A Life in Poems
Nobody loves her,
Some hate her with a vengance,
Only a few truly like her
or have ever read
Yet Marina Tsvetaeva is, among her contemporaries Vladimir Mayakovsky, Alexander Blok, Anna Akhmatova, Osip Mandelstam, and Boris Pasternak, arguably the most prolific and possibly the greatest poet of 20th-century Russia.
I encountered Tsveteva on one of my sojourns in Moscow in the 1980s. A physicist coleague in a choked voice recited “Мне нравится, что вы больны не мной,... - I like that you're not mad about me,...” [Poems, May 1915]. It was the time of Tsvetaeva's belated rehabilitation in the Soviet Union, and everyone seemed to have heard and seen Alla Pugacheva in the film Ирония судьбы, или С лёгким паром! “Irony of Fate, or Enjoy Your Bath”, (1975). Curious, because I had not heard of Tsvetaeva (I never saw the film!), I asked a Russian-German friend. She sent me a bilingual anthology of Tsvetaeva's poems, in which I found the following poem to Boris Pasternak:
by Tsvetaeva's reductive use of Russian, I spent several weeks
translating the verses, discussing every word with my friend by mail.
- The above English version is the result of this co-operative
exercise. This was in 1994. Professional and personal events
interfered, and only now am I able to return to a close examination
of Tsvetaeva's poetry – and life.
Early on I learned that one cannot understand her poetry separate from her biography: Tsvetaeva wrote from her full “Быть и Бытие - Life and Being”, baring her soul and emotions without restraint. A biographical essay woven around her poems appeared indispensable: Describing the often tragic events in her life, it takes up the larger part of this essay.
Born 1892 into an highly educated, bourgeois family, she loses her mother to tuberculosis when she was 14, publishes her first book of poems three years later, marries Sergey Efron at 20, and gives birth to their first child, Alya in 1913. The first World War passes almost unnoticed, but then history begins to accelerate and rapidly overtakes her. Sergey disappears during the Revolution. She and Alya barely survive the Famine Years. A second daughter dies from starvation. In 1921 her husband resurfaces in Prague. Marina escapes with Alya to Berlin. Supported by a Czech grant they spend 3 years in Czechoslovakia. Restlessness and the hope of making a living from her writing persuade them to move to Paris, the center of Russian émigré life. There she gets caught in the internecine fighting and intrigues between the pro- and anti-Soviet factions – and Sergey Efron turns into a willing pawn of the NKVD. When in 1937 the French police takes notice, he is spirited away to the Soviet Union. Alya had already left for Moscow. Marina with their third child, Murg follows Sergey and returns to the “Motherland” in 1938, during the worst Stalin years. Alya and Sergey are arrested in 1939. In desperation Marina hangs herself in 1941. Efron is executed in the same year, Mur dies in the second World War – only Alya is released alive from the Gulag and “rehabilitated” after Stalin's death.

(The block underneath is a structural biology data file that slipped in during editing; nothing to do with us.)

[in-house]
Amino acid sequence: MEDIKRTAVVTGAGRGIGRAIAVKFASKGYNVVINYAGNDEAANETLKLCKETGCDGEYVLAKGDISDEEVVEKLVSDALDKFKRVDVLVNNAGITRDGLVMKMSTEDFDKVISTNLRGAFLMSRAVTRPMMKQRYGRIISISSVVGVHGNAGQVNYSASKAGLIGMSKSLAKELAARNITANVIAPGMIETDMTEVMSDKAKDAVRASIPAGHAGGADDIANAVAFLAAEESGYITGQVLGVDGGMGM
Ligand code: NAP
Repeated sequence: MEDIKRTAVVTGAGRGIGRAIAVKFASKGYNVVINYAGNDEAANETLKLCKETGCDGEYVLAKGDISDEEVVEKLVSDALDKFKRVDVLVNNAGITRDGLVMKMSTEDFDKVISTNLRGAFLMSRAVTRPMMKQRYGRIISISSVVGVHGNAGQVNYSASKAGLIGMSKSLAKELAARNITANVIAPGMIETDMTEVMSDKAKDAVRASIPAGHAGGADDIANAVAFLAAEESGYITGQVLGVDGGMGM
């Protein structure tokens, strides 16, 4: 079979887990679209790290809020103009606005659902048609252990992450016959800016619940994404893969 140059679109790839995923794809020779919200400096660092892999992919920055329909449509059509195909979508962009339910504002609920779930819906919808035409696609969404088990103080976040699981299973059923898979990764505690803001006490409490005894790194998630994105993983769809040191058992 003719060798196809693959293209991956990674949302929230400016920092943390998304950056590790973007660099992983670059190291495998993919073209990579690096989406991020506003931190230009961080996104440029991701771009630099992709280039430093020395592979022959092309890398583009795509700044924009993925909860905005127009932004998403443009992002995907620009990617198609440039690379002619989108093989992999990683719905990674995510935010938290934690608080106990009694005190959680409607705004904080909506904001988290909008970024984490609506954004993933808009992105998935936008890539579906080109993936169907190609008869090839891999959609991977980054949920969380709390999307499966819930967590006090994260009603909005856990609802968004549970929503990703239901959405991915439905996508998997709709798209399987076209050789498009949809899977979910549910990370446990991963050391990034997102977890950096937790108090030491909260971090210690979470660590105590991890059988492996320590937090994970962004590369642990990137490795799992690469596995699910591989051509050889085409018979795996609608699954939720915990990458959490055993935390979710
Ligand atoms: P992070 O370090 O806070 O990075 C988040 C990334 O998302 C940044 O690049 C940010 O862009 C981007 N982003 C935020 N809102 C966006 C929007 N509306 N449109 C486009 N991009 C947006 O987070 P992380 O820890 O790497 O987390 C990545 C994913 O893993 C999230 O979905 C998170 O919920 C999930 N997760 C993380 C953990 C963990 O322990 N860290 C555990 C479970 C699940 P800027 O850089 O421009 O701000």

A cruel fate, however, not that different from what many Russian emigrants suffered, but Tsvetaeva lived her life to the last bitter truths in her poetry... Nothing drives her poetic power like distress and - love. One “affair” follows the other, with women as well as with uncounted men, poets, actors, writers, famous and infamous, worthy and unworthy. Sergey watches quietly from the wings, knowing that after every crash she will return to him. Her “immorality” and her self-centredness seem to be two of the reasons why certain people hate her. - Tsvetaeva has nerver denied or replied to any of the often abusive attacks on her [VS p.268-273]. They were below her level.
The severe criticism of her personal conduct is in part based on a misunderstanding. Only two or three of her “affairs” were consummated. Despite her search for new loves in her exalted poems, sex is not the object of her dreams. – Eminently Russian, she longs for an Empyrean that will transport her out of the misery of daily existence, that might conjure-up a kindred soul with whom she can share her spiritual loneliness. She is not religious in the conventional sense, “I never obeyed the commandments and never went to confession...” - Yet the beauty of her imaginary, transcendental “Other World” recalls the golden domes of the churches that rise equally other-worldly from the drab Russian landscape.